Synthesis, Structure and Proton Conduction of Substituted BaTiO3 and BaZrO3 Perovskites
Doktorsavhandling, 2013

Proton conducting oxides can be beneficial as electrolyte materials in devices such as fuel cells, hydrogen sensors etc. Proton conducting fuel cells (PCFCs), utilising H2 as fuel, stand out as a promising technology for future clean energy generation. The works herein is devoted to improve the performance of current state of the art perovskite structured BaZrO3 based electrolyte materials as well as synthesise and characterise novel electrolytes within the BaTiO3 based systems. Usually acceptor doping of these perovskites allows for proton conductivity in hydrogen containing atmosphere. In this thesis heavily co-doped strategy along with the impact of addition of sintering aid (ZnO) and various synthesis routes in BaZrO3 based materials is being tested. Heavily doped BaTiO3 based systems are also synthesised for the first time and characterised with an emphasis on proton conduction. This work is based on techniques such as X-ray powder diffraction studies, neutron powder diffraction, thermogravimetric analysis and AC impedance spectroscopy. In addition a neutron total scattering study is employed for the first time to understand the local structural environment for the deuteron position in a proton conducting electrolyte. Co-doping and sintering aid (in solution synthesis) for the In/Yb:BaZrO3 electrolyte seems to be beneficial. Heavily substituted Sc/In:BaTiO3 materials also show enhanced proton conductivity.

deuteron position

Rietveld refinements

heavily doped oxygen deficient perovskite (BaTiO3/ BaZrO3)

neutron total scattering

New proton conductor

X-ray and neutron powder diffraction

RMC modelling.

Impedance spectroscopy

10:an, Kemivägen 10, Chalmers University of Technology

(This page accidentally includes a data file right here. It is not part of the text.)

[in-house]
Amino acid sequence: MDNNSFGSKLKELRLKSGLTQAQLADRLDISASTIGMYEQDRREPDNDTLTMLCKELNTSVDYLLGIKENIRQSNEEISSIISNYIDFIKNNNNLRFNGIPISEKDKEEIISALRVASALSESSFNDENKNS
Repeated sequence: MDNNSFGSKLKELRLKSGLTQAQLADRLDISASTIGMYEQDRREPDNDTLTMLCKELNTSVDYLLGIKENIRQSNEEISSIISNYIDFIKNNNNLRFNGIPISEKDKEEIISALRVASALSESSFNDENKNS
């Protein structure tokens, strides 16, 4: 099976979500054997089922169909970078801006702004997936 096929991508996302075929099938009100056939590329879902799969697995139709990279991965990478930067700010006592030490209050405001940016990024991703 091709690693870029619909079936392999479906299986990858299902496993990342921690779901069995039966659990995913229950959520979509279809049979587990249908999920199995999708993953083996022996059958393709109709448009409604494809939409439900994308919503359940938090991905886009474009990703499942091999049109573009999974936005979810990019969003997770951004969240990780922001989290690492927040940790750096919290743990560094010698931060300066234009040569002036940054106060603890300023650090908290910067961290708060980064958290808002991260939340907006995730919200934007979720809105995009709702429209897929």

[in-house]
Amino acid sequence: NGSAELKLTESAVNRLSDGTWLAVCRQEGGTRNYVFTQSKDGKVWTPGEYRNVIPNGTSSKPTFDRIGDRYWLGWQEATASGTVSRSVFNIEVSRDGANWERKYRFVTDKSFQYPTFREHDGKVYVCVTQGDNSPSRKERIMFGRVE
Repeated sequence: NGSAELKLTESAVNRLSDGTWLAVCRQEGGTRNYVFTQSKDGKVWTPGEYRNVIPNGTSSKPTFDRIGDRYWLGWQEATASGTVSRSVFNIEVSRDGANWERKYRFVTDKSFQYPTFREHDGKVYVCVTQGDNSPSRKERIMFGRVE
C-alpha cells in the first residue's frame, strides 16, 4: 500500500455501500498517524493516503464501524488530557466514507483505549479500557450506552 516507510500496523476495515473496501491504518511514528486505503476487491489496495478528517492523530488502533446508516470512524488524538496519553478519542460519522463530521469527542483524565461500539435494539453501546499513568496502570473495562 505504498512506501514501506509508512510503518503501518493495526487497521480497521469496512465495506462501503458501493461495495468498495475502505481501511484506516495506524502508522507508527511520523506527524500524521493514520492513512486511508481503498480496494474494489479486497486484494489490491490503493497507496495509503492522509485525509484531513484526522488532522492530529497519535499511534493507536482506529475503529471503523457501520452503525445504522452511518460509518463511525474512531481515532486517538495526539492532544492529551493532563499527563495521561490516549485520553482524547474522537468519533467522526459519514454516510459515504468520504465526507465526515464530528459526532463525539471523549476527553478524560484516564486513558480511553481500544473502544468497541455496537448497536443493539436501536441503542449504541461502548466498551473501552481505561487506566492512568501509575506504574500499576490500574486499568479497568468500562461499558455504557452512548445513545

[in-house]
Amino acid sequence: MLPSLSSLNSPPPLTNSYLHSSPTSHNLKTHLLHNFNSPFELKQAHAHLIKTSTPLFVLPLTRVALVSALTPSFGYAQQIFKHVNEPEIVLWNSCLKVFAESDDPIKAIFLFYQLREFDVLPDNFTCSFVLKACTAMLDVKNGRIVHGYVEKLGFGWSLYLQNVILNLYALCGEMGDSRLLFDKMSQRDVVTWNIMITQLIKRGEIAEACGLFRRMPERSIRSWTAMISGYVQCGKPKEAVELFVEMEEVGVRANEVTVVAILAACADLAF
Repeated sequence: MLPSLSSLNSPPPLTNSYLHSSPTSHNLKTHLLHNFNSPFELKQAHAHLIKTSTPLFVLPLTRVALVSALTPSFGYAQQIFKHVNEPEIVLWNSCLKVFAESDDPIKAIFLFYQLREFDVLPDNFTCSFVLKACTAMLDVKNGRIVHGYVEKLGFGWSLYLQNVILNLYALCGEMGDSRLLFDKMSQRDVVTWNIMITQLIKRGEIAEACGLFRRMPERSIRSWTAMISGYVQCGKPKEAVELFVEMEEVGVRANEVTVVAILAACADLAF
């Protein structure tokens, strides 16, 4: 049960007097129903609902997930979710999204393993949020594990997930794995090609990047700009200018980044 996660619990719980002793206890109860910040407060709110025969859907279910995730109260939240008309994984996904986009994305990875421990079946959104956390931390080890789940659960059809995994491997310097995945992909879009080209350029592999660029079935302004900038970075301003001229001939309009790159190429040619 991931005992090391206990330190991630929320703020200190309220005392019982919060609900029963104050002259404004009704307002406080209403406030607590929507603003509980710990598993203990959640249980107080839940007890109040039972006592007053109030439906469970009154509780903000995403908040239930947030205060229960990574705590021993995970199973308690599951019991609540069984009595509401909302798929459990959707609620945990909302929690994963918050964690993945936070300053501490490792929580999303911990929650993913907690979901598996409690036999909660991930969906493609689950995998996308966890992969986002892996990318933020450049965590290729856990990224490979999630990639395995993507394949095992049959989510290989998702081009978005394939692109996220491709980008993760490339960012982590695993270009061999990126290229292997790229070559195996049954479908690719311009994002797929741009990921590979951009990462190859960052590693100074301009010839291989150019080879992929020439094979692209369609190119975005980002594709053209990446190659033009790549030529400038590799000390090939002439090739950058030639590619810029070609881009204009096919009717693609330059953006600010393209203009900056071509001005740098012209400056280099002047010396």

Opponent: Dr. Stephen Skinner, Imperial College London, England.


Seikh Mohammad Habibur Rahman

Chalmers, Kemi- och bioteknik

50 mol% indium substituted BaTiO3: Characterization of structure and conductivity

International Journal of Hydrogen Energy,; Vol. 37(2012)p. 7975-7982

Artikel i vetenskaplig tidskrift

Proton Conductivity in Mixed B-Site Doped Perovskite Oxide BaZr[sub 0.5]In[sub 0.25]Yb[sub 0.25]O[sub 3 - delta]

Journal of the Electrochemical Society,; Vol. 157(2010)p. B1819-B1824

Artikel i vetenskaplig tidskrift

Synthesis and Enhanced Proton Conduction in a 20 mol% Ytterbium Doped Barium Zirconate Ceramic Using Zn as Sintering Aid

Applied Mechanics and Materials,; Vol. 110-116(2012)p. 1181-1186

Paper i proceeding

Among various types of fuel cells, the high temperature proton conducting fuel cell (PCFC), in particular, has some advantages compared to others. In order to see successful and sustainable application of PCFC in the near future, some material challenges need to be overcome. Apart from having adequate proton conductivity, development of fabrication processes for thin (1-5 µm), leak-free electrolytes on a porous electrode support with acceptable chemical and mechanical stability is a must. Moreover, there is a need for improved electrode materials; especially research on PCFC cathode materials must make progress. In this study, various strategies are undertaken in order to improve the proton conductivity of state of the art electrolyte materials such as acceptor doped BaZrO3. In addition, synthesis and characterisation of BaTiO3 based materials is undertaken as a new candidate electrolyte. Structure-property relations are also looked into within these materials. Improved conductivity has been obtained within the zirconate based systems. On top of this, the synthesis of new titanate based materials, with promising proton conductivity has been accomplished. Additionally, neutron total scattering study has been performed, for the first time, in order to comprehend the local proton environment within an oxide based proton conducting electrolyte material.


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Doktorsavhandlingar vid Chalmers tekniska högskola. Ny serie

10:an, Kemivägen 10, Chalmers University of Technology

Opponent: Dr. Stephen Skinner, Imperial College London, England.